Review: Western ‘Hell on the Border’ underserves pioneering African American lawman
Lionsgate has made a tidy cottage industry churning out low-budget, low-quality genre flicks that inexplicably always seem to star chiseled and grizzled action star Frank Grillo and that are destined to languish on some video on demand menu. Grillo’s an actor who can punch far above this weight class when given the right material, which he does not find in the latest entry in this strange canon, the stiff and melodramatic historical western “Hell on the Border,” written and directed by Wes Miller.
“Hell on the Border” is the story of Bass Reeves, played by David Gyasi, who was the first black deputy U.S. Marshal west of the Mississippi River. The film opens with a declaration that the black cowboys have been left out of the history books and that this film attempts to serve as a tribute to the incredible life of Reeves, a former slave who escaped during the Civil War and learned Native American languages. But this stilted production is not the legacy that Reeves deserves.
In the overly long and convoluted plot, Reeves sets out with Charlie Storm (Ron Perlman) in pursuit of outlaw Frank Dozier (Grillo), who taunts the lawmen with bloody trophies. Their journey offers Reeves and Storm the opportunity to bond and for Reeves to speak to his life experiences of slavery and racism. At the center, Gyasi is an oasis of stillness and solemnity in a naturalistic performance, but the surrounding action never hangs together in anything authentic, especially with the unnecessarily flowery script and laughably heightened score.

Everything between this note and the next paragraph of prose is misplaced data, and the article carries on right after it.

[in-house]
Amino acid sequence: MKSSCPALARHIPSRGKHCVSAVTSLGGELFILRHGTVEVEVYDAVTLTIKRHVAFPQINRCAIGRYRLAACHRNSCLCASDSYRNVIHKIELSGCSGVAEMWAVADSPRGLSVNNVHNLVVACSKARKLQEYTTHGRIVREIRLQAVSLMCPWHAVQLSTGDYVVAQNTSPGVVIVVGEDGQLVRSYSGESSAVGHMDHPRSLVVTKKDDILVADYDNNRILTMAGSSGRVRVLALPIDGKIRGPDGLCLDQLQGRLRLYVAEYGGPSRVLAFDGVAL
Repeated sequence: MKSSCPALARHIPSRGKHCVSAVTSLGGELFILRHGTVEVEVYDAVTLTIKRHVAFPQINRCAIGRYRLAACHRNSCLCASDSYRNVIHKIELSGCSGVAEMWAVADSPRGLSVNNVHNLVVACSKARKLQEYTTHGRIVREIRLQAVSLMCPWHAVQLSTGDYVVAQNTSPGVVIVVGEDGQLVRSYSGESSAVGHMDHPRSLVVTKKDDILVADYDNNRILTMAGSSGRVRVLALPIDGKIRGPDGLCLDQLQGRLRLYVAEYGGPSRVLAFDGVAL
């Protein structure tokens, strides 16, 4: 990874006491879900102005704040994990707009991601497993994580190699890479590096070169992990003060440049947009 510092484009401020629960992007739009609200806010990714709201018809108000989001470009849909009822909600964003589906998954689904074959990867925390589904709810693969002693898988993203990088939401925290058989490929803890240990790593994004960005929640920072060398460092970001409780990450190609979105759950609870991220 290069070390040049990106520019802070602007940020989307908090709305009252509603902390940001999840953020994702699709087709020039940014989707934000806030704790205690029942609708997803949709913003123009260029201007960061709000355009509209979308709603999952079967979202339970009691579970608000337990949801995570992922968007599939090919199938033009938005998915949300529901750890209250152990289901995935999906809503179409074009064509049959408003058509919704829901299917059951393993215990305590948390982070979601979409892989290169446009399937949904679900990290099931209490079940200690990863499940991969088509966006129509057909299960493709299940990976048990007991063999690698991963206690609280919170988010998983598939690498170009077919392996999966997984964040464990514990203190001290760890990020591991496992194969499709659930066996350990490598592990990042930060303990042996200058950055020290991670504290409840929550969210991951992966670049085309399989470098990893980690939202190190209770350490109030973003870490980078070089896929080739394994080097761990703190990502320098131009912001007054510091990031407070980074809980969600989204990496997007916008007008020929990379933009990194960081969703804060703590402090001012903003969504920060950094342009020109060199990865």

‘Hell on the Border’
Rated: R, for violence and language
Running time: 1 hour, 49 minutes
Playing: Starts Dec. 13, Laemmle NoHo 7, North Hollywood
Only good movies
Get the Indie Focus newsletter, Mark Olsen's weekly guide to the world of cinema.
You may occasionally receive promotional content from the Los Angeles Times.